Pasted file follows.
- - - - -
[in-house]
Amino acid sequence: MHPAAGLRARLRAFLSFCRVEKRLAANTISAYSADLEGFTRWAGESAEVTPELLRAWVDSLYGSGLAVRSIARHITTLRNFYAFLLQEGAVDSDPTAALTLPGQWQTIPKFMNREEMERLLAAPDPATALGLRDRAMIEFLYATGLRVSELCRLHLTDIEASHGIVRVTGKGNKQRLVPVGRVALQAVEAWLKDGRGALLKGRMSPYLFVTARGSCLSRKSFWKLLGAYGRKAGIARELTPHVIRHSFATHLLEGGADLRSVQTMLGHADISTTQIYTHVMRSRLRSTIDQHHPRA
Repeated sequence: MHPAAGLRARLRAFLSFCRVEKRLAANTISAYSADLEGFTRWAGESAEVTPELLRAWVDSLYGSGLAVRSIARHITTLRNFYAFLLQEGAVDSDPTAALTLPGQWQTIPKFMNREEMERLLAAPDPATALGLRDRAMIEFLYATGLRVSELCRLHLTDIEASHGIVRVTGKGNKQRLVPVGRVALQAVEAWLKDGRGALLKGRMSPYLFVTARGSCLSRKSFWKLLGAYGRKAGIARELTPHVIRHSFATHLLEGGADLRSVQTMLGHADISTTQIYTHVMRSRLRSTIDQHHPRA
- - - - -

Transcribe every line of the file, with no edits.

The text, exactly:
[in-house]
Amino acid sequence: MHPAAGLRARLRAFLSFCRVEKRLAANTISAYSADLEGFTRWAGESAEVTPELLRAWVDSLYGSGLAVRSIARHITTLRNFYAFLLQEGAVDSDPTAALTLPGQWQTIPKFMNREEMERLLAAPDPATALGLRDRAMIEFLYATGLRVSELCRLHLTDIEASHGIVRVTGKGNKQRLVPVGRVALQAVEAWLKDGRGALLKGRMSPYLFVTARGSCLSRKSFWKLLGAYGRKAGIARELTPHVIRHSFATHLLEGGADLRSVQTMLGHADISTTQIYTHVMRSRLRSTIDQHHPRA
Repeated sequence: MHPAAGLRARLRAFLSFCRVEKRLAANTISAYSADLEGFTRWAGESAEVTPELLRAWVDSLYGSGLAVRSIARHITTLRNFYAFLLQEGAVDSDPTAALTLPGQWQTIPKFMNREEMERLLAAPDPATALGLRDRAMIEFLYATGLRVSELCRLHLTDIEASHGIVRVTGKGNKQRLVPVGRVALQAVEAWLKDGRGALLKGRMSPYLFVTARGSCLSRKSFWKLLGAYGRKAGIARELTPHVIRHSFATHLLEGGADLRSVQTMLGHADISTTQIYTHVMRSRLRSTIDQHHPRA